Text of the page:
Such uncertainties are usually glossed over, especially when radioactive dates are communicated to the public and, more importantly, to students.
Generally, we are told that scientists have ways to analyze the object they are dating so as to eliminate the uncertainties due to unknown processes that occurred in the past. Hayes has pointed out a problem with isochrons that has, until now, not been considered.
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The ratio of Sr-87 to Sr-86 is graphed versus the ratio of Rb-87 to Sr-86 for several different parts of the rock. Sr-86 is another stable form of strontium, but it isn’t produced by radioactive decay.
Thus, it provides an independent analysis of the rock that does not depend on the radioactive decay that is being studied.
If those rocks really have been sitting around on the moon for billions of years, I suspect that the the wide range of physical and chemical processes which occurred over that time period had a much more profound effect on the uncertainty of the age determination.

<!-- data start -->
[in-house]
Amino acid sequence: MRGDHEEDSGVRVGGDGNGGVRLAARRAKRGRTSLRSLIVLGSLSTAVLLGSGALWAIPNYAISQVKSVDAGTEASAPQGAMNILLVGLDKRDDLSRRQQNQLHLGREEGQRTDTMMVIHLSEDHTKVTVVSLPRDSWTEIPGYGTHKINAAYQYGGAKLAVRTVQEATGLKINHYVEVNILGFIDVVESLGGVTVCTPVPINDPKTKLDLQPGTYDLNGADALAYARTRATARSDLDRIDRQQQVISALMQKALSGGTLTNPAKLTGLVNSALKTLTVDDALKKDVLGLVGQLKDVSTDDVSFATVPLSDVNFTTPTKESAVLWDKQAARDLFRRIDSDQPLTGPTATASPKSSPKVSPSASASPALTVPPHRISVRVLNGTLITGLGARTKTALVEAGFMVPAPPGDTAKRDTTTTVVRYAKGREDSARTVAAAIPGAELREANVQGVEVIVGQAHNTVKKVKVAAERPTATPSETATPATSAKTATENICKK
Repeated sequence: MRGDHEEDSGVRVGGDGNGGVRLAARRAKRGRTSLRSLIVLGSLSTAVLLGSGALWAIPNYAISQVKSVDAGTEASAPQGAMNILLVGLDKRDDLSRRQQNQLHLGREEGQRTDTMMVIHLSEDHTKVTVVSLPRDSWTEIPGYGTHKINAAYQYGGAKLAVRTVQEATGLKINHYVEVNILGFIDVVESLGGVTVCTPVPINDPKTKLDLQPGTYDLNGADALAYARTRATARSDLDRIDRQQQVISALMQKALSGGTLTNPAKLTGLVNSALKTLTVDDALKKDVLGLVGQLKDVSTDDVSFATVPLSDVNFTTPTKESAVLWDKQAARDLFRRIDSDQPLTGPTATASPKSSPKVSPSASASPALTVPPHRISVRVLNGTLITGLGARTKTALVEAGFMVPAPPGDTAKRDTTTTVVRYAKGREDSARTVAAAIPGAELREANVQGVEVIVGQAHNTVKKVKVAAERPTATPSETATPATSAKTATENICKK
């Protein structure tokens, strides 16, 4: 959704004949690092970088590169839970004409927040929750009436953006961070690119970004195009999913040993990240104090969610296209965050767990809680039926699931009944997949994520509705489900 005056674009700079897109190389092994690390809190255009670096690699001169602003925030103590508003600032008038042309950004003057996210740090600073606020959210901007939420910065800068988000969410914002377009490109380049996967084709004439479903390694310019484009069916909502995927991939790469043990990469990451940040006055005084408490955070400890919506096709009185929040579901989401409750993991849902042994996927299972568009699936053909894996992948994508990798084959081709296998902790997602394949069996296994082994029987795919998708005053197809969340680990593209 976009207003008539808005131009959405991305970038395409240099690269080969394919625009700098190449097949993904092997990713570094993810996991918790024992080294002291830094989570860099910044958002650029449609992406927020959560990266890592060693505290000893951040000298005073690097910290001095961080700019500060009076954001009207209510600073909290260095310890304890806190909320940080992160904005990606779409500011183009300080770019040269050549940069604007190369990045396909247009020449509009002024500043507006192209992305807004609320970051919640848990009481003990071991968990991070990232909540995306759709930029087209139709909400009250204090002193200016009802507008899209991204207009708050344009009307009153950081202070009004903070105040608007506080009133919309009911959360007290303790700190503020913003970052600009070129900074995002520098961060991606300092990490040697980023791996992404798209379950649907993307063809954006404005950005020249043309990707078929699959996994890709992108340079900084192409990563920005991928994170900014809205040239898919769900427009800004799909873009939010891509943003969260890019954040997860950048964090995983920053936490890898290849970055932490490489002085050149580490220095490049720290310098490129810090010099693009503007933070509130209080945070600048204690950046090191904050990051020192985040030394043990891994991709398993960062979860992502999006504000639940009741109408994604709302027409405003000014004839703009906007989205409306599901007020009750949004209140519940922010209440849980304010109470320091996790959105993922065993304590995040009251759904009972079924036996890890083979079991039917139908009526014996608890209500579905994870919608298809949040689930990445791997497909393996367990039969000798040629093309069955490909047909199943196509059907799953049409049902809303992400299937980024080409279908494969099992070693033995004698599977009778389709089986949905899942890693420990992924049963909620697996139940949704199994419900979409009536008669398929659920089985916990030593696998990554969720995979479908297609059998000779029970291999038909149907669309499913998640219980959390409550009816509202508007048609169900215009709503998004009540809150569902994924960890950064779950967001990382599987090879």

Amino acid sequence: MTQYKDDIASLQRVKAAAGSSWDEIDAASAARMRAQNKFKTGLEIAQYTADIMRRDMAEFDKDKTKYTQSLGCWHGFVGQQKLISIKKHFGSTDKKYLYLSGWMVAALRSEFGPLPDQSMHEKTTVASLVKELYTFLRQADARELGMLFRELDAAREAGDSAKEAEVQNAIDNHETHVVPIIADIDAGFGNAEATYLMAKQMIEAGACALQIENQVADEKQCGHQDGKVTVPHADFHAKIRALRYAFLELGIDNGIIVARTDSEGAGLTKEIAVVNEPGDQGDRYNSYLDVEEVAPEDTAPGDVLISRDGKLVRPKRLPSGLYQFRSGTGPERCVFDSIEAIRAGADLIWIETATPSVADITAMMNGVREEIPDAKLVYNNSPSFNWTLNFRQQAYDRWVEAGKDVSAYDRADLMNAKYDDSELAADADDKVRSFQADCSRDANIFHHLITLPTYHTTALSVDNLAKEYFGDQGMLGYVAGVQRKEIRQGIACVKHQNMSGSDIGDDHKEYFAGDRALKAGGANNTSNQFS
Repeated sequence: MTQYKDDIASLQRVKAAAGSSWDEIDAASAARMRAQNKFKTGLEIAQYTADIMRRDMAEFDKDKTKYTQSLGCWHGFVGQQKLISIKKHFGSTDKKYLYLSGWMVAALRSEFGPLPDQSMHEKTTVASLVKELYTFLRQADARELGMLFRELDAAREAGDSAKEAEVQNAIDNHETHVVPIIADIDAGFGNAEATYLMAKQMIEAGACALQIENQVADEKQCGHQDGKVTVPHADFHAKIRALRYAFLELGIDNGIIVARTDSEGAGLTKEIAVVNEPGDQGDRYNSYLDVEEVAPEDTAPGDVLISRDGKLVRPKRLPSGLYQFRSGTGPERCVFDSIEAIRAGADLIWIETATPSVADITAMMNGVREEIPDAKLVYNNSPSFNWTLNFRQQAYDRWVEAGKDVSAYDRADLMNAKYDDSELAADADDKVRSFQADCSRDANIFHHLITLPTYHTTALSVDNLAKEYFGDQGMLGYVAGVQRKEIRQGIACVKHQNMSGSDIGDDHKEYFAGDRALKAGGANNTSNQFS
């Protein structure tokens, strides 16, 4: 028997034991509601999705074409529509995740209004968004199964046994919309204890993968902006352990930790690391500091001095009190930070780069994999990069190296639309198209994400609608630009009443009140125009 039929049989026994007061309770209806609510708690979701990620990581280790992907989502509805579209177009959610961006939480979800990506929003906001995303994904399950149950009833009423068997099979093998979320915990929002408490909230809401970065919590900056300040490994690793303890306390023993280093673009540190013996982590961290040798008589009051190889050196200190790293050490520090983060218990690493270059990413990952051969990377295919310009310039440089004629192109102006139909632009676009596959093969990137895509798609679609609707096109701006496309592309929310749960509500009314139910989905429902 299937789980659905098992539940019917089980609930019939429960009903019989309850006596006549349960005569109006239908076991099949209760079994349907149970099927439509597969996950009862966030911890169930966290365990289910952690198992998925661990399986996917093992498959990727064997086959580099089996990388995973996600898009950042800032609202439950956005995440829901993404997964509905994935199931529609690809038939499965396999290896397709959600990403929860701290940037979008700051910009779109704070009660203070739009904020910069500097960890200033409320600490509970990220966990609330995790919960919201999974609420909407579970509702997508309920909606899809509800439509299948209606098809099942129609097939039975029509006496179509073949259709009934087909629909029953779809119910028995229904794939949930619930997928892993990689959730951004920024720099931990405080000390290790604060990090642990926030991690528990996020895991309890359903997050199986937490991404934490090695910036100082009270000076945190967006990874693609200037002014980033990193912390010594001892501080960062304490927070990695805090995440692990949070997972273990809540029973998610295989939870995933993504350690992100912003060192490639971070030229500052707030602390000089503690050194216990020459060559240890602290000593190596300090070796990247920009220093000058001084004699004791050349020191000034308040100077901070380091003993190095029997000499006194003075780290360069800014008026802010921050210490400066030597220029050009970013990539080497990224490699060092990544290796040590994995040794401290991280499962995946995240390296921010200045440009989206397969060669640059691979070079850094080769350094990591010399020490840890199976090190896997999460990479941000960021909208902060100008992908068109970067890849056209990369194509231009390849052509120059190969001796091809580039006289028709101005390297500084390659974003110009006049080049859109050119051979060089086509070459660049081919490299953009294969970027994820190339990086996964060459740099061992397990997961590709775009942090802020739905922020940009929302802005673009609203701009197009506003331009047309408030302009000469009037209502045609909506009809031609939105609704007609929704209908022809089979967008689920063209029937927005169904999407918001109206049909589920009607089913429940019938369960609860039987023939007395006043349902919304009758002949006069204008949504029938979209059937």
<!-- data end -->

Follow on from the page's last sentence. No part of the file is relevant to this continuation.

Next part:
This is best illustrated by the radioactive age of a sample of diamonds from Zaire.
Their age was measured to be 6.0 /- 0.3 billion years old. Those who are committed to an ancient age for the earth currently believe that it is 4.6 billion years old.
Obviously, then, the error in that measurement is 1.4 billion years, not 0.3 billion years!
If some process brought Sr-87 into the rock, it probably brought different amounts of the atom into different parts of the rock, so the ratio of Sr-87 to Sr-86 won’t stay consistent from one part of the rock to another. He says that there is one process that has been overlooked in all these isochron analyses: diffusion.
If a consistent isochron is generated, however, we can be “certain” that no process interfered with the relative amounts of Rb-87 and Sr-87, so the radioactive date is a good one. Atoms and molecules naturally move around, and they do so in such as way as to even out their concentrations.
When you’ve watched the documentary film and want to learn more, this is your next step.